Analysis of the Imprinting Status of the Growth Factor Receptor Bound Protein 10 (GRB10): A Prime Candidate for Silver-Russell Syndrome

Megan Hitchins
Molecular Biology Laboratory, Department of Maternal and Fetal Medicine; Queen Charlotte's and Chelsea Hospital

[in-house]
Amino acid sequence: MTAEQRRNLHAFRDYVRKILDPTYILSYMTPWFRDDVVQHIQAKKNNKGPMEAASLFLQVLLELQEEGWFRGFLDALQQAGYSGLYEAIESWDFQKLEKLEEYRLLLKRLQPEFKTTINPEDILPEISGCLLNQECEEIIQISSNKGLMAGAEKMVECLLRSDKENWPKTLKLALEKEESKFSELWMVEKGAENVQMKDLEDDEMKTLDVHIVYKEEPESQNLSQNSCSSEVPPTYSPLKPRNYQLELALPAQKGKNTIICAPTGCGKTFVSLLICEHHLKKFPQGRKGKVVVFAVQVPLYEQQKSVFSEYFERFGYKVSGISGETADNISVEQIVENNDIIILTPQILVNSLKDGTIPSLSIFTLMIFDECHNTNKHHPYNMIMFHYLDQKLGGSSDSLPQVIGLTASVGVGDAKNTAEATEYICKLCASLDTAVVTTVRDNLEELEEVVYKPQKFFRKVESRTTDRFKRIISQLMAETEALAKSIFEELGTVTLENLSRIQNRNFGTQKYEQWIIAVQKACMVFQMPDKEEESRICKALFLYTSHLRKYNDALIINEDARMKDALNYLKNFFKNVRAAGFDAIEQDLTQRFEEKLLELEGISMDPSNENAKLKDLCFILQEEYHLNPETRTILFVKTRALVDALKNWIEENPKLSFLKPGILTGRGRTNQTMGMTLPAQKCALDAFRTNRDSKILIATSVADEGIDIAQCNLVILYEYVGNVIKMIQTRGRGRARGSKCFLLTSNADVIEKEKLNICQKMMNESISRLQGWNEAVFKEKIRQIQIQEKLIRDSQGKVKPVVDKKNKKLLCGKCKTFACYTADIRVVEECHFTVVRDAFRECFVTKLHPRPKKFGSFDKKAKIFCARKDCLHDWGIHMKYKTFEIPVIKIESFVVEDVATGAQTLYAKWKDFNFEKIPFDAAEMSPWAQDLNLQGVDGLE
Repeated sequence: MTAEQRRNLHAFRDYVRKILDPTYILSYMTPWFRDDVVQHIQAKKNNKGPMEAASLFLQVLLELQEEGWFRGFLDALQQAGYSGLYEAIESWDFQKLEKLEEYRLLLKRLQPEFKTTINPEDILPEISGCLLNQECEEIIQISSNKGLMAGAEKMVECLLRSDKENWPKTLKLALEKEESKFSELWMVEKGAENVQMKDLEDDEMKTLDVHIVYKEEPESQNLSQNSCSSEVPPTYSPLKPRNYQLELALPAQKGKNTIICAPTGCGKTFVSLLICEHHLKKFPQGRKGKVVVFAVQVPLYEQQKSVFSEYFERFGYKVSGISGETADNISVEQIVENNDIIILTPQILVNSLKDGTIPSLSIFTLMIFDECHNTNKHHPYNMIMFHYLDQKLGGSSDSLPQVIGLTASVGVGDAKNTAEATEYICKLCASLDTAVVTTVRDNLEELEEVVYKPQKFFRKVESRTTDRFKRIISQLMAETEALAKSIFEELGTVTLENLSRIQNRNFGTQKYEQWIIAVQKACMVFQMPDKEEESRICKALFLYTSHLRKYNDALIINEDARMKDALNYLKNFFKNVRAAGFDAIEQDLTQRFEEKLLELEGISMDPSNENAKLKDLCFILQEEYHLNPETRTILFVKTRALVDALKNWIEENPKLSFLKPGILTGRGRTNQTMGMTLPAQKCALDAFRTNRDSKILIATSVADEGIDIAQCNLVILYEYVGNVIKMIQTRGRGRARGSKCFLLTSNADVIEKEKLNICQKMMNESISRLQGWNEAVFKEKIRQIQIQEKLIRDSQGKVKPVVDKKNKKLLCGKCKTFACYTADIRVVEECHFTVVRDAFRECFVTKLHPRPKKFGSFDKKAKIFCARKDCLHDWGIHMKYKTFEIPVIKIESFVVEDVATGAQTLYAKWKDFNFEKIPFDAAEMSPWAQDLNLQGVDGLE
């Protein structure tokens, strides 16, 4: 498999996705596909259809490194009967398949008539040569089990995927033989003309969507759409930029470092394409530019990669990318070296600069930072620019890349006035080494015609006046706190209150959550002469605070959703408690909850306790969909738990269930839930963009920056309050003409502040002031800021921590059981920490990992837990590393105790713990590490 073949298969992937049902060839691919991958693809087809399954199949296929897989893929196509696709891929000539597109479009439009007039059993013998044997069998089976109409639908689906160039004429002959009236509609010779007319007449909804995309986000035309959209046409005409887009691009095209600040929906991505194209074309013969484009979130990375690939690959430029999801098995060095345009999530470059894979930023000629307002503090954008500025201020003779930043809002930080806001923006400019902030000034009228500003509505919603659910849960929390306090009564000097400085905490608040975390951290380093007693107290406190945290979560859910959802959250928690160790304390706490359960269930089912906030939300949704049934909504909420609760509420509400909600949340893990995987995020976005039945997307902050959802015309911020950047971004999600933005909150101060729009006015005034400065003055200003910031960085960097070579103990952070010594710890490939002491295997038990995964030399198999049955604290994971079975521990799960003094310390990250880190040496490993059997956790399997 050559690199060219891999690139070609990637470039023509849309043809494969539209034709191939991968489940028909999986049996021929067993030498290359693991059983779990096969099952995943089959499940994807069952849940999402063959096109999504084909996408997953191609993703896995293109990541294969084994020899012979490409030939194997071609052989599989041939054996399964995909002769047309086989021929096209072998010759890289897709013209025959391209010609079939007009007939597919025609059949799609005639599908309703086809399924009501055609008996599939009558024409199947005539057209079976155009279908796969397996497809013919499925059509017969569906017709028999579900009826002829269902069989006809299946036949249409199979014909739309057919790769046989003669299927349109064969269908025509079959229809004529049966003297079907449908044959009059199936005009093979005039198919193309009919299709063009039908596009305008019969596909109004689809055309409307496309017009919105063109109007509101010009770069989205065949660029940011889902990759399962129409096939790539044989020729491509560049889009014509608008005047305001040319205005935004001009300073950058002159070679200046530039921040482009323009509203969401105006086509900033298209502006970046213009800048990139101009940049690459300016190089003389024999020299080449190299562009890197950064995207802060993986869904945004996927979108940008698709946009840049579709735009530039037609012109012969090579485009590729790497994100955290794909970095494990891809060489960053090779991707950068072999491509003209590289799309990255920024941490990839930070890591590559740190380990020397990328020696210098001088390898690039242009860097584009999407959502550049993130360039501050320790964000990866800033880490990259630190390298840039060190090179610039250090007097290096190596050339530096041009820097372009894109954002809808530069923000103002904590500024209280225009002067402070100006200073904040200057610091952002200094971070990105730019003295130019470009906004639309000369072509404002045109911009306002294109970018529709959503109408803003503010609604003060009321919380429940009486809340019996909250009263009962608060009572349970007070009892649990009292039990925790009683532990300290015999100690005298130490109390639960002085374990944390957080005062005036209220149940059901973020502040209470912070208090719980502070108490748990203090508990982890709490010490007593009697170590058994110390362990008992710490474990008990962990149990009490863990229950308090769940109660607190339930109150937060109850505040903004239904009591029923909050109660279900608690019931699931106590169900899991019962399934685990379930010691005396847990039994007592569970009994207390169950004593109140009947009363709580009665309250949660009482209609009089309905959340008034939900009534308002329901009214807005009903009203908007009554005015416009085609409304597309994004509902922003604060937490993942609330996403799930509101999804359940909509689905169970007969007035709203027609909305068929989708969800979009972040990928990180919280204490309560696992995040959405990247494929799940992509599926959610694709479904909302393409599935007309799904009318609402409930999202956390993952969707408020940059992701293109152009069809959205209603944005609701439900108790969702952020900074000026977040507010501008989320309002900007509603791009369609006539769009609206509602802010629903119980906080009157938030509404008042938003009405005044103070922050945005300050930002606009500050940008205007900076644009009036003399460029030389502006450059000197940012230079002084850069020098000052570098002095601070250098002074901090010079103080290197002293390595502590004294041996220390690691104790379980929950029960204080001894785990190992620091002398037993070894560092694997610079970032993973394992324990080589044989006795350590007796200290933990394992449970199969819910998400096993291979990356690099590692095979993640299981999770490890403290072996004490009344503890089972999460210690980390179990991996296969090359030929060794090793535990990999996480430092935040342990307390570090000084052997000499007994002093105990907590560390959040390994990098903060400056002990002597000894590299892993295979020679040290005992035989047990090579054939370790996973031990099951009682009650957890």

Silver-Russell syndrome (SRS) is characterized primarily by intrauterine and postnatal growth restriction, triangular facies, and facial, limb or truncal asymmetry. Maternal uniparental disomy for chromosome 7 (mUPD7) has been identified in about 7% of SRS patients in our cohort (1). The recent demonstration of consistent heterodisomy for the entire chromosome 7 in a group of five mUPD7 cases indicates that altered expression of an imprinted gene (or genes) is the most likely cause of SRS is this category of patients (2). The region on human 7pl1.2-12 contains the epidermal growth factor receptor (EGFR), growth factor bound protein 10 (GRB10) and insulin-like growth factor binding proteins 1 (IGFBP1) and insulin-like growth factor binding proteins 3 (IGFBP3) genes. This region is syntenic to proximal mouse chromosome 11, which demonstrates a growth-related imprinting phenotype. Any involvement of the EGFR, IGFBP1 and IGFBP3 genes in the SRS phenotype seems unlikely, as each of these genes is biallelically expressed in relevant tissues (3,4). Murine Grb10 was identified as a maternally expressed gene by subtractive hybridization experiments using normal and androgenetic mouse embryos (5). Grb10 binds to the insulin and insulin-like growth factor receptors, and may act as an inhibitor of the respective post-receptor cascades. GRB10 is thus a prime candidate for a causal role in the SRS phenotype. We have analyzed the imprinting status of human GRB10 in multiple fetal tissues by tracing the allelic origin of expression of intragenic polymorphisms. The results will be discussed with respect to any role GRB10 might play in SRS, and to the reported imprinting status of the murine homologue.


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